The role of the treasurer is broader than ever

Since the financial crisis of a decade ago, organizations have naturally wanted a more structured approach to managing risk and this has seen risk management become a board-level issue. As our Pre-Forum Survey reveals, the increased expectations of treasury are now a significant internal challenge. Treasurers – the “guardians of the balance sheet” – have seen their profile within organizations rise accordingly, and now work more closely than ever before with those at board and C-suite level. With that profile comes greater responsibility: a more analytic and strategic role in enabling the organization to deliver on its objectives and ambitions.

Emerging risks join established dangers

As they discharge these growing responsibilities, treasurers must be conscious of a much broader range of risks they must manage. Our Pre-Forum Survey found a wide range of challenges are regarded as significant, from traditional concerns such as market volatility and regulation, to emerging threats including cyber security and even Brexit. Clearly, the current market conditions – particularly the strength of the dollar and low interest rates – pose particular questions for some organizations, depending on their activities and exposures, but the broader issue is the array of risks that treasurers must now grapple with.

Capital allocation by strategic imperative

Treasurers play an increasingly prominent role in mapping their organizations’ capital allocation policies to their strategic objectives. Balancing the need to distribute capital to shareholders, whether through dividends or buybacks, is the imperative to invest for growth, both organic and through M&A. Pension liabilities may be an additional challenge for some organizations. Treasurers must ensure their organizations’ capital allocation policies both reflect their attitude to risk and maximise the chances of fulfilling their strategic objectives.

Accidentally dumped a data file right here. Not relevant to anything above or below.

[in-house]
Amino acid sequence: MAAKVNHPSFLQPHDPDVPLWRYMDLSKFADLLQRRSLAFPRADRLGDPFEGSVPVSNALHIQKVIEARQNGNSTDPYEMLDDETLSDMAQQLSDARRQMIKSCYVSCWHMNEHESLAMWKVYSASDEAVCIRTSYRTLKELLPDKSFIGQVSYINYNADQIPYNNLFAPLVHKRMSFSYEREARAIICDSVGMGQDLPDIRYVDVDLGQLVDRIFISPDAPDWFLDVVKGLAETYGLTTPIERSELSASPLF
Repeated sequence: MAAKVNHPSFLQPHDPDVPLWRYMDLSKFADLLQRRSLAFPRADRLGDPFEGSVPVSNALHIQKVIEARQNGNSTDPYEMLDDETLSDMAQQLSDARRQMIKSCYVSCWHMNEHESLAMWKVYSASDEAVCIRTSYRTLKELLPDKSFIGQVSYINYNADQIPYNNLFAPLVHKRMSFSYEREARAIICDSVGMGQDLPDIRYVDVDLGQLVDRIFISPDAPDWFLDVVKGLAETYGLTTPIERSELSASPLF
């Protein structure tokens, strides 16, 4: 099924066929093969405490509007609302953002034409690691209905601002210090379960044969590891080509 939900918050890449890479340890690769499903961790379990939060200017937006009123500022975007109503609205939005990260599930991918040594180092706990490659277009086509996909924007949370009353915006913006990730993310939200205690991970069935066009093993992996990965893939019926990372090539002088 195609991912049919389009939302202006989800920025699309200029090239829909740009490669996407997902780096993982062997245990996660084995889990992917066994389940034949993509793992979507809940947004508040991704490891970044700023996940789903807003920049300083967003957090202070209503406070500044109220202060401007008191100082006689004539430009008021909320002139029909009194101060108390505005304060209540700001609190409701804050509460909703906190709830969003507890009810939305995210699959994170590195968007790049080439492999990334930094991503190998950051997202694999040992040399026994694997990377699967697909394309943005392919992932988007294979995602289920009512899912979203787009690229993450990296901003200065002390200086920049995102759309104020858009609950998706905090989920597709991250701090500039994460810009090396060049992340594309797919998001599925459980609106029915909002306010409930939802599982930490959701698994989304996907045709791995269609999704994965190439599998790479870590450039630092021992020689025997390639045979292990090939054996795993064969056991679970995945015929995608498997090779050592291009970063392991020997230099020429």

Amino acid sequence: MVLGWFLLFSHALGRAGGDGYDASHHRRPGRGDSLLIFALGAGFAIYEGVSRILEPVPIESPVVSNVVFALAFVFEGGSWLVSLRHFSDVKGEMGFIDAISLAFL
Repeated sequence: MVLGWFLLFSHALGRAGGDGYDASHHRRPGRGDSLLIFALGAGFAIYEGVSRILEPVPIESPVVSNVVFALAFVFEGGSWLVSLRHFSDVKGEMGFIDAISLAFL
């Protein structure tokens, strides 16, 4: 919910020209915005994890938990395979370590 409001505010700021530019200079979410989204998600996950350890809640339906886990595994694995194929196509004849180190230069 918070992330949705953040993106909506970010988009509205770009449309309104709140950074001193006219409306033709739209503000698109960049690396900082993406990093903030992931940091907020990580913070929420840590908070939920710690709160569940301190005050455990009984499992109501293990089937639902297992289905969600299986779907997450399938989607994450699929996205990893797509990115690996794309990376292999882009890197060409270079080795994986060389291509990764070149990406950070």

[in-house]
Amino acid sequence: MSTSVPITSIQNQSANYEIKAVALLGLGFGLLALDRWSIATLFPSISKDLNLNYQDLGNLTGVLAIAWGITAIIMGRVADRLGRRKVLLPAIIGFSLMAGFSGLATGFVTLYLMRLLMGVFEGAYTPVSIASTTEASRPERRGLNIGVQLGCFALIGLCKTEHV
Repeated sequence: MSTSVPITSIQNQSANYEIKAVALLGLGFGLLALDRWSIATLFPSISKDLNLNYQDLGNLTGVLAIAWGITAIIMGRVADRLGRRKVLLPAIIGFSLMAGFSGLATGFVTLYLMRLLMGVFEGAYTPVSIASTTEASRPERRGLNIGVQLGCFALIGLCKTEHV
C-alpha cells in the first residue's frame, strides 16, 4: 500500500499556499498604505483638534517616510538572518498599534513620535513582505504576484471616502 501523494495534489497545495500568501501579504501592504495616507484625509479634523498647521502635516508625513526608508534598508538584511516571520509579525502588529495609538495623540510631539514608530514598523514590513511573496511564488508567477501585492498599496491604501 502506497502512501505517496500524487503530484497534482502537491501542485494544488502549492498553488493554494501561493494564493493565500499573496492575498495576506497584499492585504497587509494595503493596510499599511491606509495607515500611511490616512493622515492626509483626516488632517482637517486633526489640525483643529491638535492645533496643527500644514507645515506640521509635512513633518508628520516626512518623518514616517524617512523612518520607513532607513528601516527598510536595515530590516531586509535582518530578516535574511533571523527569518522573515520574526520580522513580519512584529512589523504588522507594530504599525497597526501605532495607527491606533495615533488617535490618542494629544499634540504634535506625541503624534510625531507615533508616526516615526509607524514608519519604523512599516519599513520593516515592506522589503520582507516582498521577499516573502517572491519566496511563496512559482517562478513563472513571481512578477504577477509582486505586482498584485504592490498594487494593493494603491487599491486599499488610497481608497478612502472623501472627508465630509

Accounting change provides new opportunities

The forthcoming IFRS9 amendments to the accounting regulations on financial instruments represent an opportunity for treasurers to take a new approach to discharging their responsibilities effectively. The reforms will have a particular impact on banks and insurers but, more broadly, many corporates will welcome the opportunity that IFRS9 affords to access new financial instruments and to expand the treasurer’s toolkit, particularly around hedging risk. Whilst over half of delegates surveyed at the Forum foresee no change, nearly a quarter are still exploring the situation and 16% see IFRS9 as likely to see them use different products for hedging.

Communication is a core skill

Just as treasurers’ profile within the organization is increasing, so the function must learn to communicate even more effectively with a broad range of stakeholder groups – shareholders, rating agencies, banks and others, including internal groups across the organization. The ability to speak openly and honestly – with “one voice” – and to avoid nasty surprises can be a key differentiator in the marketplace.